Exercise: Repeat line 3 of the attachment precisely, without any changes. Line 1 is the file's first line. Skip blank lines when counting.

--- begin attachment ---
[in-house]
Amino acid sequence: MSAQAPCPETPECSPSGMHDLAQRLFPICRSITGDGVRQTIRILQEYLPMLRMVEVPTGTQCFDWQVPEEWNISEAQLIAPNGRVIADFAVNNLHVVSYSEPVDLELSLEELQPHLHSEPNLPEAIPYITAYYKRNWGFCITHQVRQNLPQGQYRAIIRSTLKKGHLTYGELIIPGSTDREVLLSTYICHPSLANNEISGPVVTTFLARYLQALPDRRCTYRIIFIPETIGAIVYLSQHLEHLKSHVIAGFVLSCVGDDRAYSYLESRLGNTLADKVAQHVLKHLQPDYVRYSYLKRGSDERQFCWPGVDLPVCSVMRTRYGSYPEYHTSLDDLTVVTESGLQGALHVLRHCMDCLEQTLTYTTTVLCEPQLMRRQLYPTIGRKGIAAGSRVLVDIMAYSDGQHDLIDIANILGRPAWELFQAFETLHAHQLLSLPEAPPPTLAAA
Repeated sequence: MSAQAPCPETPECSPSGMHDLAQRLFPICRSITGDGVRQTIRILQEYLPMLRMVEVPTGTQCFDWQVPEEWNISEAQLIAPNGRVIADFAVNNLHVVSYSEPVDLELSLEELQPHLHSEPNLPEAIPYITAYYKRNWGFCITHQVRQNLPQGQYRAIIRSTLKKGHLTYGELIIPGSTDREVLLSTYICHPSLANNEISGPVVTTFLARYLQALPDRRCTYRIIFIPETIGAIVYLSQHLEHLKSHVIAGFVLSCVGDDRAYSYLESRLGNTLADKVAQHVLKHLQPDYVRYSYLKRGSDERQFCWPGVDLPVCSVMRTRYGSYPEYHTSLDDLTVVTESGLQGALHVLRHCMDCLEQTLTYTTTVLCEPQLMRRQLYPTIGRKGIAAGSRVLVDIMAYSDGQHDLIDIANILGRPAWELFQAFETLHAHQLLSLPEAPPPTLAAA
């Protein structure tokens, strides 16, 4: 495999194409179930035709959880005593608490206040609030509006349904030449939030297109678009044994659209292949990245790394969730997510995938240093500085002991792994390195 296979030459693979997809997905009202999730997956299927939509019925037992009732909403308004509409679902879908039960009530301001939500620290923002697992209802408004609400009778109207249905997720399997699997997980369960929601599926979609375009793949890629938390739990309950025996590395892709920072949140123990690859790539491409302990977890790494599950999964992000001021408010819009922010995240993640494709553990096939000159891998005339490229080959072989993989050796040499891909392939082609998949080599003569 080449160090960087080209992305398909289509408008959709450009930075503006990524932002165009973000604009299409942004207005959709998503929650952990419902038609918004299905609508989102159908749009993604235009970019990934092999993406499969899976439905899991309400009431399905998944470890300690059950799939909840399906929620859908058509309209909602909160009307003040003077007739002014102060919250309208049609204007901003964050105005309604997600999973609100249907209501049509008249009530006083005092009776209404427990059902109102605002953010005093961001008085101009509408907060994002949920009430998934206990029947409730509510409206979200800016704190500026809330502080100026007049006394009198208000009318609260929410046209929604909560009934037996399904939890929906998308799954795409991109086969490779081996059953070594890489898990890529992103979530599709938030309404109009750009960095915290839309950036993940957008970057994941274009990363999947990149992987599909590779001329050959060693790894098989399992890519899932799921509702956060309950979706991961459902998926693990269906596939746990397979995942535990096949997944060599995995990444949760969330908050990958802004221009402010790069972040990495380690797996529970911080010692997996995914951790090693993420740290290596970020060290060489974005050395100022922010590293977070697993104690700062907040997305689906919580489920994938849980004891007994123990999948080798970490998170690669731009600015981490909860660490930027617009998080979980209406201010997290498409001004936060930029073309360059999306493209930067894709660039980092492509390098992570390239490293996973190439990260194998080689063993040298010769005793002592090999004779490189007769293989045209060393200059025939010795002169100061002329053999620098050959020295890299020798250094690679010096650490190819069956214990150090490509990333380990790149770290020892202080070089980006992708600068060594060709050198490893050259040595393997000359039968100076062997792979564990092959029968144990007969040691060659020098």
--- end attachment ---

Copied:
Repeated sequence: MSAQAPCPETPECSPSGMHDLAQRLFPICRSITGDGVRQTIRILQEYLPMLRMVEVPTGTQCFDWQVPEEWNISEAQLIAPNGRVIADFAVNNLHVVSYSEPVDLELSLEELQPHLHSEPNLPEAIPYITAYYKRNWGFCITHQVRQNLPQGQYRAIIRSTLKKGHLTYGELIIPGSTDREVLLSTYICHPSLANNEISGPVVTTFLARYLQALPDRRCTYRIIFIPETIGAIVYLSQHLEHLKSHVIAGFVLSCVGDDRAYSYLESRLGNTLADKVAQHVLKHLQPDYVRYSYLKRGSDERQFCWPGVDLPVCSVMRTRYGSYPEYHTSLDDLTVVTESGLQGALHVLRHCMDCLEQTLTYTTTVLCEPQLMRRQLYPTIGRKGIAAGSRVLVDIMAYSDGQHDLIDIANILGRPAWELFQAFETLHAHQLLSLPEAPPPTLAAA